Part A aims at the realization about the pH value in certain acid-base relations of Acetic acid and Sodium acetate. The difference between pH measured with a pH meter and calculated with Henderson-Hasselbach equation will be evaluated.

Part B showes the influence of buffers in change of pH in an experimental enviroment to understand their regulatory.

Method: As per schedule

Results:

Part A

Flask

1

2

3

4

5

Vol. acetic acid (ml)

40

30

25

20

10

Molecul concentration (mol/dm³)

0.08

0.06

0.05

0.04

0.02

Vol. sodium acetate (ml)

10

20

25

30

40

Molecular concentration (mol/dm³)

0,02

0.04

0.05

0.06

0.08

Figure 1: The concentration and Volume of acid and sodium in each flask.

Flask

1

2

3

4

5

pH meter

3.85.

4.35

4.57

4.79

5.19

Henderson-Hesselbach equation

4.09

4.52

4.70

4.87

5.30

Difference in Data

0.24

0.17

0.35

0.08

0.11Figure 2: The Value of pH measured and calculated. Incl. Difference between calculations and measurements. The calculated pH value's using the formula: pH=pKa+log10((base)(acid)) with a pKa value of 4.7

Results:

Part B

Beaker

Drops required to colour water

Colour change

- destilled water (10ml)

- 2 drops methyl orange

indicator

1

Pink/Red

- 0.1 mol/dm³ acetic acid (1ml)

- 0.1 mol/dm³ sodium acetate (1ml)

- destilled water (8ml)

- two drops of methyl orange indicator

16

Pink/Red

Beaker

Drops required to colour water

Colour change

- destilled water (8ml)

- 2 drops phenolphthalein indicator

1

Purple

- 0.1 mol/dm³ acetic acid (1ml)

- 0.1 mol/dm³ sodiumm acetate (1ml)

- destilled water (8ml)

- Two drops of phenolphthalein indicator

15

Purple

Discussion:

In part A of the experiment, there was a mixture of a weak acid and a weak base in different proportions. The base was sodium acetate and the acid was acetic acid. The result is explained as follows. A mixture which contains more volume of the acid than sodium with the same concentration, has a lower pH value. The pH value raised when the volume of the added base was higher. pH values are determined by the activity of oxonium in the water.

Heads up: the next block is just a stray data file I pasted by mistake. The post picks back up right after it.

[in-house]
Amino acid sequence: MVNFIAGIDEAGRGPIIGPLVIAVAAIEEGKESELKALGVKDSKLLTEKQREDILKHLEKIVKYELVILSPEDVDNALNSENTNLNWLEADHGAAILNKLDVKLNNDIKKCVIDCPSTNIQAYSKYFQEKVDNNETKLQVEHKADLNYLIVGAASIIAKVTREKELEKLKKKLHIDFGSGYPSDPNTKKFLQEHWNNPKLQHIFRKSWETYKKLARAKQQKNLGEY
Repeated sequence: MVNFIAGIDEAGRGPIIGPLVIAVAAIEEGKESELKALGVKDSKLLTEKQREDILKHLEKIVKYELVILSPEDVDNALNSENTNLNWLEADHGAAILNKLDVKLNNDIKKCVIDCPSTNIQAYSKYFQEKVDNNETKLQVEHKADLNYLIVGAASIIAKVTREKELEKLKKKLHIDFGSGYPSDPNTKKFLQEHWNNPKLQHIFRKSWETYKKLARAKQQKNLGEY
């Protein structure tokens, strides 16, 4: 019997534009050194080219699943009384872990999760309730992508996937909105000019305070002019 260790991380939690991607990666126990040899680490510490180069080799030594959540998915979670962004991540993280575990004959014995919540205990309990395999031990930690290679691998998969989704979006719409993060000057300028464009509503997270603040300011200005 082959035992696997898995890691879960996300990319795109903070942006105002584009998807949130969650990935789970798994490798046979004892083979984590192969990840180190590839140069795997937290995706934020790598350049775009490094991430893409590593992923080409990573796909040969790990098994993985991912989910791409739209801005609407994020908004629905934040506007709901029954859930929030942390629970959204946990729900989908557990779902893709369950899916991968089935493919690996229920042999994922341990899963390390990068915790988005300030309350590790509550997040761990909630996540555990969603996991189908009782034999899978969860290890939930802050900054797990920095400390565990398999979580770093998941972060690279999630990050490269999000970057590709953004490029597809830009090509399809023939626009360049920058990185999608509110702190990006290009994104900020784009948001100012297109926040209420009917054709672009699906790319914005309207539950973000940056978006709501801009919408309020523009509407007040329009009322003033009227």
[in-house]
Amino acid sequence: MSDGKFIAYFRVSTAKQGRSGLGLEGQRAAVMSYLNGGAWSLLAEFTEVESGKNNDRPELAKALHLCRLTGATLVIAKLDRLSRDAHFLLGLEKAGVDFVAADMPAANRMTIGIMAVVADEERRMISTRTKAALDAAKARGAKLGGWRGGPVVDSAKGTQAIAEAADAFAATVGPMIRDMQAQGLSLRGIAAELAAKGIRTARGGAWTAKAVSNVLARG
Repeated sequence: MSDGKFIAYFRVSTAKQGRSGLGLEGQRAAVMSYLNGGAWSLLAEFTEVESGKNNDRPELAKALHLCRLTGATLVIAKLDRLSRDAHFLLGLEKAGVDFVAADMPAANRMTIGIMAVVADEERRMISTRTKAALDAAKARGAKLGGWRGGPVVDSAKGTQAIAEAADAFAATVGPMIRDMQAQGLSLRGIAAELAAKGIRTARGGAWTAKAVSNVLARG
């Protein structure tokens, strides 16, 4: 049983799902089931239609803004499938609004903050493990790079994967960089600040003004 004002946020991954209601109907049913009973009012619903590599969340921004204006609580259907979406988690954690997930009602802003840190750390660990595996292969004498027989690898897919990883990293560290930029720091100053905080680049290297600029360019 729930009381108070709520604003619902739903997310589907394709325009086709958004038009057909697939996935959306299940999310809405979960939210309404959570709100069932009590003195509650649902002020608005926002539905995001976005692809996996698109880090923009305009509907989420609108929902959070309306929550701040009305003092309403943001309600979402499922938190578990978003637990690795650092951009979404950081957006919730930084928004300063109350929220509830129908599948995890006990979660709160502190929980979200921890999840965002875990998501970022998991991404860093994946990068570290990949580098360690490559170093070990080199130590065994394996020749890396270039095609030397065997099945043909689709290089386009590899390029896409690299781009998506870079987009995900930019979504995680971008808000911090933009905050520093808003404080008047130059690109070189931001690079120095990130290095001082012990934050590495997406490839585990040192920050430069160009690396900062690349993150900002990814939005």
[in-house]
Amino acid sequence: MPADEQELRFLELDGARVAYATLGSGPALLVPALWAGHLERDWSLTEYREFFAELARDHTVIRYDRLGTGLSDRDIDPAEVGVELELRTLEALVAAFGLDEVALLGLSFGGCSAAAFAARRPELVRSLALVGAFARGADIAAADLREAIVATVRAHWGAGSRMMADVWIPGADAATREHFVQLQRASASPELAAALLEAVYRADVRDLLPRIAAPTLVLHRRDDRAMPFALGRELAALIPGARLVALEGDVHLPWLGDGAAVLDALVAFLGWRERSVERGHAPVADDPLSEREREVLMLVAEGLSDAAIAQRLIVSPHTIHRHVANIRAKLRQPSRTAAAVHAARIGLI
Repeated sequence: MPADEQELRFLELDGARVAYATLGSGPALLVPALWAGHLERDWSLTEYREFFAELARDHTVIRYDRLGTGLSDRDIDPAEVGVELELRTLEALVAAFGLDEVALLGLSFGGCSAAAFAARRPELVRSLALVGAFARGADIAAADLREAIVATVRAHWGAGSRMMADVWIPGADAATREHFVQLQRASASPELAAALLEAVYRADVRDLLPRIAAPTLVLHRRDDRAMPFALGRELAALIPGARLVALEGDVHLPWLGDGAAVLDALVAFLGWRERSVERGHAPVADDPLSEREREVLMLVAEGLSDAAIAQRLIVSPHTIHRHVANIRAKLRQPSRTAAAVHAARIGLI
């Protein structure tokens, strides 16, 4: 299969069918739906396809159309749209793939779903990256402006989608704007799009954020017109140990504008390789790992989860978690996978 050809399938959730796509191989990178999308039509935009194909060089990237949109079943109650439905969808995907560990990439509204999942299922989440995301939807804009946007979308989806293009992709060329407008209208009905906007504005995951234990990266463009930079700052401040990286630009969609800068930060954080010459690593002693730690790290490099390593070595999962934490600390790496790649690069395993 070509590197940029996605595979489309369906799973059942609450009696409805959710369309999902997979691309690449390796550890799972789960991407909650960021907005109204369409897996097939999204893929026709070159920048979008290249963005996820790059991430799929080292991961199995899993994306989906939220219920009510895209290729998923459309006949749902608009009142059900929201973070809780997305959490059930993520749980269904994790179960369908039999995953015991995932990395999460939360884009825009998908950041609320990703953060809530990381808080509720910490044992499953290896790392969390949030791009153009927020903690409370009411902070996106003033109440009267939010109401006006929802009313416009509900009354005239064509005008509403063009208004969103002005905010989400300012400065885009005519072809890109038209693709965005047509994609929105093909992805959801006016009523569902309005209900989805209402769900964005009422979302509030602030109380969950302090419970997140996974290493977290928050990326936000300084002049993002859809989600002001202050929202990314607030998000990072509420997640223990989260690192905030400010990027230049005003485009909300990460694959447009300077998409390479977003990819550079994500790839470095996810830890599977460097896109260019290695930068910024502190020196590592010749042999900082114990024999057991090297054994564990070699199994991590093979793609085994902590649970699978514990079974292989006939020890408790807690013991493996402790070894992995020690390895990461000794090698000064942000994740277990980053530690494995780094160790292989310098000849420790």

If there is more oxonium there is a lower pH value.

Acids submit their hydrogen ions H+ to the water which connects to oxonium H30+ with water. Bases bind oxonium itself or built hydroxyl ions, which bind oxonium. That lowers the active oxonium concenntration which leads to a higher pH value.

The Henderson- Hesselbach equation confirmed that the measurements compared with the calculation were quite accurate.

pH=pKa+log10((base)(acid))

Some resons that the results didn't match could be inaccuracy of the experiment.

The pH meter wasn't too accurate, or it hasen't been cleaned properly. Furthermore the constant pKa used to determine the strenght of the acid in the calculation, is an approximation. Another problem could have been that the solutions weren't exactly

0.1 mol/dm³ or the solutions didn't mix probperly.

In part B of the experiment, the working and effectiveness of buffers has been shown.

Beaker 1 and Beaker 2 just contained 10ml destilled water and two different indicator

(methyl orange in Beaker 1 and phenolphthalein in Beaker 2). After just one drop of 0.1M HCl into Beaker 1 the colour changed into pink. The same happened to beaker 2 after adding 1 drop of 0.1M NaOH. Destilled water wasn't a good buffer at all. The pH value changed immediately after a small amount of acid or base was added.

Beaker 3 and 4 sodium acetate and acetic acid were added as a buffer to destilled water and the indicators. It took 15-16 times more drops of each 0.1NaOH and 0.1HCL to change the solution due to the colour of the indicator.

In Beaker 3 the following reaction occurred:

Na+(aq)+CH3COO-(aq)+CH3COOH(aq)+Cl-(aq)+H+(aq)→

Na+(aq) + Cl-(aq) + CH3COOH(aq)

In Beaker 4 the following reaction occurred:

2Na+(ap) + CH3COO-(ap) + CH3COOH(ap) + OH-(ap) → 2Na+ + H2O(l) + 2CH3COO-

In Beaker 3 a part of the acetate reacts with the hydrogen ions and produces more acetic acid.

The pH value raises. In Beaker 4, the buffer transforms OH- into H2O by taking H+ from the acetic acid. Na+ ions accept in solution the spare electron from acetate CH3C00-.

As a result, the acetate is now a base and can take up hydrogen - ion H+.

In aqueous solution the acetic acid dissolves completly to CH3COO- and H+.